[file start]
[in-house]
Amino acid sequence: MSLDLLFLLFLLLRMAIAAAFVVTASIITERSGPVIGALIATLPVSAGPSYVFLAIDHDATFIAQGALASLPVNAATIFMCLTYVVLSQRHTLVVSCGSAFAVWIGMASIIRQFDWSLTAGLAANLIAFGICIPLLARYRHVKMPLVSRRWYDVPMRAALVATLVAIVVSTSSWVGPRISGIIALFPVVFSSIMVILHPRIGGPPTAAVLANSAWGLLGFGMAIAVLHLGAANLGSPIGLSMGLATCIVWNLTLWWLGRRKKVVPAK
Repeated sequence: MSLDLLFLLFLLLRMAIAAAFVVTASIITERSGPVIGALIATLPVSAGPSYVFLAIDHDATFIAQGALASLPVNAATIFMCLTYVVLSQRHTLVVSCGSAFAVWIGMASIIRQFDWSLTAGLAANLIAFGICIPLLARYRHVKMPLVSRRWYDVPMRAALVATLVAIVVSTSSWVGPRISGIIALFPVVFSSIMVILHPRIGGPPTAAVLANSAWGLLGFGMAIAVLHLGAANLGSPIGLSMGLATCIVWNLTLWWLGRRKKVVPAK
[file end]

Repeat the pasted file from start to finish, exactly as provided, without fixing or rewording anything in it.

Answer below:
[in-house]
Amino acid sequence: MSLDLLFLLFLLLRMAIAAAFVVTASIITERSGPVIGALIATLPVSAGPSYVFLAIDHDATFIAQGALASLPVNAATIFMCLTYVVLSQRHTLVVSCGSAFAVWIGMASIIRQFDWSLTAGLAANLIAFGICIPLLARYRHVKMPLVSRRWYDVPMRAALVATLVAIVVSTSSWVGPRISGIIALFPVVFSSIMVILHPRIGGPPTAAVLANSAWGLLGFGMAIAVLHLGAANLGSPIGLSMGLATCIVWNLTLWWLGRRKKVVPAK
Repeated sequence: MSLDLLFLLFLLLRMAIAAAFVVTASIITERSGPVIGALIATLPVSAGPSYVFLAIDHDATFIAQGALASLPVNAATIFMCLTYVVLSQRHTLVVSCGSAFAVWIGMASIIRQFDWSLTAGLAANLIAFGICIPLLARYRHVKMPLVSRRWYDVPMRAALVATLVAIVVSTSSWVGPRISGIIALFPVVFSSIMVILHPRIGGPPTAAVLANSAWGLLGFGMAIAVLHLGAANLGSPIGLSMGLATCIVWNLTLWWLGRRKKVVPAK